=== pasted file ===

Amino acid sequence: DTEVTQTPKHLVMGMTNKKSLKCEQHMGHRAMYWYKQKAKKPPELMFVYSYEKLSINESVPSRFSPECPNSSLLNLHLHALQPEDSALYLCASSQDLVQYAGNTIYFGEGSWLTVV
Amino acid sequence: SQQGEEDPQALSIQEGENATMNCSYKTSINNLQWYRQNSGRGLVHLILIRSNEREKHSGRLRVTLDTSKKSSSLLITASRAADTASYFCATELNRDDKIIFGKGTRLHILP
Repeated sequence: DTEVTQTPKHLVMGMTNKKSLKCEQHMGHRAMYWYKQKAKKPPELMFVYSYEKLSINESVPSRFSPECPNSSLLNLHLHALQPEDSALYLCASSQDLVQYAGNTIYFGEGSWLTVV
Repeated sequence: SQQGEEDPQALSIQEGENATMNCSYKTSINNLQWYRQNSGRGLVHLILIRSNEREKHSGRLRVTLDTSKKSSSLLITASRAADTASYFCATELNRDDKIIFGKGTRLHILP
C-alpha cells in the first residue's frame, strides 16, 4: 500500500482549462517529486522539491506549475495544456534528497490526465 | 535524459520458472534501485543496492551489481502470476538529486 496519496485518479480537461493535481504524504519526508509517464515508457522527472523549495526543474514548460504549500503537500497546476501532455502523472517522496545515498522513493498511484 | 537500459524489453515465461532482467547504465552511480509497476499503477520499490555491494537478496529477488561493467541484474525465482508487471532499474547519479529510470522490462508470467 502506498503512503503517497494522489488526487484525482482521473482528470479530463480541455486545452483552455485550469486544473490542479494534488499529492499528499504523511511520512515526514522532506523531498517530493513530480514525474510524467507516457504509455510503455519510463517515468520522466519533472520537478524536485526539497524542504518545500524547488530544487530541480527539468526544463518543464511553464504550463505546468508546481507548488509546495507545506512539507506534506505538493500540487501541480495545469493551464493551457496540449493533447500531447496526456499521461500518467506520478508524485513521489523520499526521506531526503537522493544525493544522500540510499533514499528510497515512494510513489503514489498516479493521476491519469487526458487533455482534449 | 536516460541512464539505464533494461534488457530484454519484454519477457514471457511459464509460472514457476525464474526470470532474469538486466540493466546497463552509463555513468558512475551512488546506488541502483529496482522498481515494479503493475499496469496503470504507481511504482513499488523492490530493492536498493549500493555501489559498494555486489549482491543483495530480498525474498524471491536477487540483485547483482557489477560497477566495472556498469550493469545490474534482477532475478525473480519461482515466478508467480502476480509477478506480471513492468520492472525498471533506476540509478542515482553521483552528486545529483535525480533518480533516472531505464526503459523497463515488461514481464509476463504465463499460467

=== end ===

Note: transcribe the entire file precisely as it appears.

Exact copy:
Amino acid sequence: DTEVTQTPKHLVMGMTNKKSLKCEQHMGHRAMYWYKQKAKKPPELMFVYSYEKLSINESVPSRFSPECPNSSLLNLHLHALQPEDSALYLCASSQDLVQYAGNTIYFGEGSWLTVV
Amino acid sequence: SQQGEEDPQALSIQEGENATMNCSYKTSINNLQWYRQNSGRGLVHLILIRSNEREKHSGRLRVTLDTSKKSSSLLITASRAADTASYFCATELNRDDKIIFGKGTRLHILP
Repeated sequence: DTEVTQTPKHLVMGMTNKKSLKCEQHMGHRAMYWYKQKAKKPPELMFVYSYEKLSINESVPSRFSPECPNSSLLNLHLHALQPEDSALYLCASSQDLVQYAGNTIYFGEGSWLTVV
Repeated sequence: SQQGEEDPQALSIQEGENATMNCSYKTSINNLQWYRQNSGRGLVHLILIRSNEREKHSGRLRVTLDTSKKSSSLLITASRAADTASYFCATELNRDDKIIFGKGTRLHILP
C-alpha cells in the first residue's frame, strides 16, 4: 500500500482549462517529486522539491506549475495544456534528497490526465 | 535524459520458472534501485543496492551489481502470476538529486 496519496485518479480537461493535481504524504519526508509517464515508457522527472523549495526543474514548460504549500503537500497546476501532455502523472517522496545515498522513493498511484 | 537500459524489453515465461532482467547504465552511480509497476499503477520499490555491494537478496529477488561493467541484474525465482508487471532499474547519479529510470522490462508470467 502506498503512503503517497494522489488526487484525482482521473482528470479530463480541455486545452483552455485550469486544473490542479494534488499529492499528499504523511511520512515526514522532506523531498517530493513530480514525474510524467507516457504509455510503455519510463517515468520522466519533472520537478524536485526539497524542504518545500524547488530544487530541480527539468526544463518543464511553464504550463505546468508546481507548488509546495507545506512539507506534506505538493500540487501541480495545469493551464493551457496540449493533447500531447496526456499521461500518467506520478508524485513521489523520499526521506531526503537522493544525493544522500540510499533514499528510497515512494510513489503514489498516479493521476491519469487526458487533455482534449 | 536516460541512464539505464533494461534488457530484454519484454519477457514471457511459464509460472514457476525464474526470470532474469538486466540493466546497463552509463555513468558512475551512488546506488541502483529496482522498481515494479503493475499496469496503470504507481511504482513499488523492490530493492536498493549500493555501489559498494555486489549482491543483495530480498525474498524471491536477487540483485547483482557489477560497477566495472556498469550493469545490474534482477532475478525473480519461482515466478508467480502476480509477478506480471513492468520492472525498471533506476540509478542515482553521483552528486545529483535525480533518480533516472531505464526503459523497463515488461514481464509476463504465463499460467